In Tanzania a group of experts from the United Nations Commission on Human Rights has been hearing evidence from members of organisations pledged to overthrow white regimes in Southern Africa.
GV&SV National Assembly building
SV Sign UN Human Rights Commission
GV INT Court
LV&SV&BCU Left to right Ibrahim Boye and B. Jankovic (4 shots)
SV Shipanga walks to desk and sits down
CU Shipanga addressing commission
SV Chairman talking
CU&SV Shipanga listens (2 shots)
Initials GL/PW/PS GL/PW/MH
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Background: In Tanzania a group of experts from the United Nations Commission on Human Rights has been hearing evidence from members of organisations pledged to overthrow white regimes in Southern Africa. The hearings were held in the National Assembly building in Dar Es Salaam.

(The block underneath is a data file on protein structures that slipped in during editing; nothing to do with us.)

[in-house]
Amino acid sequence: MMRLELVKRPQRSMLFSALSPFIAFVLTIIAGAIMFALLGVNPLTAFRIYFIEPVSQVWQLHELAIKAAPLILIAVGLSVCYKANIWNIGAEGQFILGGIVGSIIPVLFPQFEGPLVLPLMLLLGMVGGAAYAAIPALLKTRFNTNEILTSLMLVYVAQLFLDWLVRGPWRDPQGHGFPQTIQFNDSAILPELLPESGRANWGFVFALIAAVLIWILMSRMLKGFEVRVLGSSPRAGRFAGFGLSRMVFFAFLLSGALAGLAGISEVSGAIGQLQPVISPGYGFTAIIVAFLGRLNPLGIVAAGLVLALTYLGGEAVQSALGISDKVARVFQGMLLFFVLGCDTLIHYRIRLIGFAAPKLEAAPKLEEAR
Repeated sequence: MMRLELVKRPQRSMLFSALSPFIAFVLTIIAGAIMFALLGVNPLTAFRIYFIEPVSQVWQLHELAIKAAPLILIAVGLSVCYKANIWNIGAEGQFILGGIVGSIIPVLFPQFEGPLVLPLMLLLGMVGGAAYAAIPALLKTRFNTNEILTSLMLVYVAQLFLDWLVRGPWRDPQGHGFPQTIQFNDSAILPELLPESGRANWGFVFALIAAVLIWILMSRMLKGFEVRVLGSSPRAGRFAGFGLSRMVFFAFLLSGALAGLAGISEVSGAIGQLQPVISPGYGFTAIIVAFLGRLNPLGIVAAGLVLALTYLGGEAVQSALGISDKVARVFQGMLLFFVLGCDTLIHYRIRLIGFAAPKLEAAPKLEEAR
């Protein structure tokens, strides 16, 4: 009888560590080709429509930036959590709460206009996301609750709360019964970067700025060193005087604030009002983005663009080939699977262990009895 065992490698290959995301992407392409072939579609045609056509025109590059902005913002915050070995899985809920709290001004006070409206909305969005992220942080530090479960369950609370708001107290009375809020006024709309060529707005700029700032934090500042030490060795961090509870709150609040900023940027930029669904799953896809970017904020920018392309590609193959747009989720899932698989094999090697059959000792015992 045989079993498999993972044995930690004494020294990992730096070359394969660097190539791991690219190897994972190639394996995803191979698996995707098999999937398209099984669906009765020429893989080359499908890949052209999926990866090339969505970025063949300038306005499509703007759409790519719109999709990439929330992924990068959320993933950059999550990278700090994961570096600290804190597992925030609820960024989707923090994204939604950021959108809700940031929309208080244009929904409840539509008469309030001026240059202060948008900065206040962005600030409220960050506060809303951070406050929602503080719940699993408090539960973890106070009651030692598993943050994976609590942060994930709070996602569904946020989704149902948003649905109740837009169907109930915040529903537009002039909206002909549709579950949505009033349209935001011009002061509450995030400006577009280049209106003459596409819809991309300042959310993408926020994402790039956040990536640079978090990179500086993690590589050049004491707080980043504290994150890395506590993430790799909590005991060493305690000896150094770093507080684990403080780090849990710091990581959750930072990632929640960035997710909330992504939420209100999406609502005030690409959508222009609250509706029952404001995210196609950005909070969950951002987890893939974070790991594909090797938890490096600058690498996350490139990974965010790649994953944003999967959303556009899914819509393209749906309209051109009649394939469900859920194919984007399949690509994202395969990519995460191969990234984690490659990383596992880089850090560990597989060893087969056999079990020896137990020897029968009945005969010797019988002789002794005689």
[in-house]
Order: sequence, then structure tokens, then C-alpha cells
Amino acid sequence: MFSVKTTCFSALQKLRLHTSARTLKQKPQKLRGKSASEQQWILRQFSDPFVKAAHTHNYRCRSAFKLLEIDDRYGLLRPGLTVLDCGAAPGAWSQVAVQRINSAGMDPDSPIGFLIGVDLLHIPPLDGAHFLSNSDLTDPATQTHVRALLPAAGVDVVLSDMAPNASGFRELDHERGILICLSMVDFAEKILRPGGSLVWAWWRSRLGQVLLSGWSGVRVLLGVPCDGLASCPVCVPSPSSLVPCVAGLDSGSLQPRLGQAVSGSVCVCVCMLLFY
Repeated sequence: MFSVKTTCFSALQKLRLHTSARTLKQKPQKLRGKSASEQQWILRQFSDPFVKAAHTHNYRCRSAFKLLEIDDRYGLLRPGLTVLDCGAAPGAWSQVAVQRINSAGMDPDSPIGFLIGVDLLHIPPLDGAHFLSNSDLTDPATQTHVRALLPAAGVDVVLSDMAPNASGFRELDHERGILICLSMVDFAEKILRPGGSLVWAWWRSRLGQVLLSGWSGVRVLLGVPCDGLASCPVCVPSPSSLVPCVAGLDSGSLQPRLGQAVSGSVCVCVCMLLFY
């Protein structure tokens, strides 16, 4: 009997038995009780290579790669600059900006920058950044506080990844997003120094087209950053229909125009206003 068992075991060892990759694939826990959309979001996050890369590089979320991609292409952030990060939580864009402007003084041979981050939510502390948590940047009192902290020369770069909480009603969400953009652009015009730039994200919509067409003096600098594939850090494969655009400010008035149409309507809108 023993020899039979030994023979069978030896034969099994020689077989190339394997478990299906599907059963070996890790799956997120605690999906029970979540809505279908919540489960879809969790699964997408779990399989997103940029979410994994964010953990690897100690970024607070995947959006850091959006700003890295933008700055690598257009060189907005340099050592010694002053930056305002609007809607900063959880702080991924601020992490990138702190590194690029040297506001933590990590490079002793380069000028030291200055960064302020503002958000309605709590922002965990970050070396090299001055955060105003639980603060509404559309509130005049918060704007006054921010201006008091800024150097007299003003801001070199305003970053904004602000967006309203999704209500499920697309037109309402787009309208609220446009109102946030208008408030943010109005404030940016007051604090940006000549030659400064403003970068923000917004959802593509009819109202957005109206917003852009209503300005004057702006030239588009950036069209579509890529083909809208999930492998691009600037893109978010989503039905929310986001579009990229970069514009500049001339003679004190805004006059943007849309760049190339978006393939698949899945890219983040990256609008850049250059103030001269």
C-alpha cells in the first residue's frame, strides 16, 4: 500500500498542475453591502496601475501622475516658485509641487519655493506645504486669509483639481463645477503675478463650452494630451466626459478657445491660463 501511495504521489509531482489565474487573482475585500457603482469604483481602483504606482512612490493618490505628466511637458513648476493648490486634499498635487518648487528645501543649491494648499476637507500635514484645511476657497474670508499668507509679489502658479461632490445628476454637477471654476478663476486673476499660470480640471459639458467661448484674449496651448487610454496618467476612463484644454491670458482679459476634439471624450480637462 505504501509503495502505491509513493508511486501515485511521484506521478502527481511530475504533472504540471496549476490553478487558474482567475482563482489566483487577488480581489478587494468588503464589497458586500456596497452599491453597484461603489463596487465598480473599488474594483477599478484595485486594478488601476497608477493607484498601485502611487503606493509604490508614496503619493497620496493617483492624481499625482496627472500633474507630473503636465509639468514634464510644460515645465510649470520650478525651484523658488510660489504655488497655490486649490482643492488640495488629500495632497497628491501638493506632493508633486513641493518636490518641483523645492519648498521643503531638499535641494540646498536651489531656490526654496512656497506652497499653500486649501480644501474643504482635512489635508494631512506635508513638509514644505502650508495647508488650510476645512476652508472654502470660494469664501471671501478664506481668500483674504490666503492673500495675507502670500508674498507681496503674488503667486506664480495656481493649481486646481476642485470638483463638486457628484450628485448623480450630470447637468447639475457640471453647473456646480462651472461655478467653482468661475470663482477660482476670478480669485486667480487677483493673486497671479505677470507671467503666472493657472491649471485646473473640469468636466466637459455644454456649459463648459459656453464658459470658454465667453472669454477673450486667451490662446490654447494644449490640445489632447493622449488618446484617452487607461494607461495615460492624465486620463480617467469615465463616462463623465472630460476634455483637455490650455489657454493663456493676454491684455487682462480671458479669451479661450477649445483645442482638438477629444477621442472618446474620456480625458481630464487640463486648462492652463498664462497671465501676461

The United Nations group, led by Mr. Ibrahim Boye, Senegal's permanent U.N. representative, heard evidence from members of the PAN-Africanist Congress, the African National Congress, the Mozambique Liberation Front, the South West African People's Organisation, the Zimbabwe African National Union and the Popular Movement for the Liberation of Angola.
Mr Andreas Shipanga, acting information secretary of the South West African People's Organisation (SWAPO), told the group he was imprisoned in 1963 for trying to leave the country without permission. He said he was out in a narrow cell in which a bright light flashed on and off day and night. Prison authorities meanwhile played a tape recording of a happy African wedding, he claimed.
During the hearings, Mr. Boye urged Freedom Fighters not to lose faith in the United Nations' ability to bring about change in Southern Africa.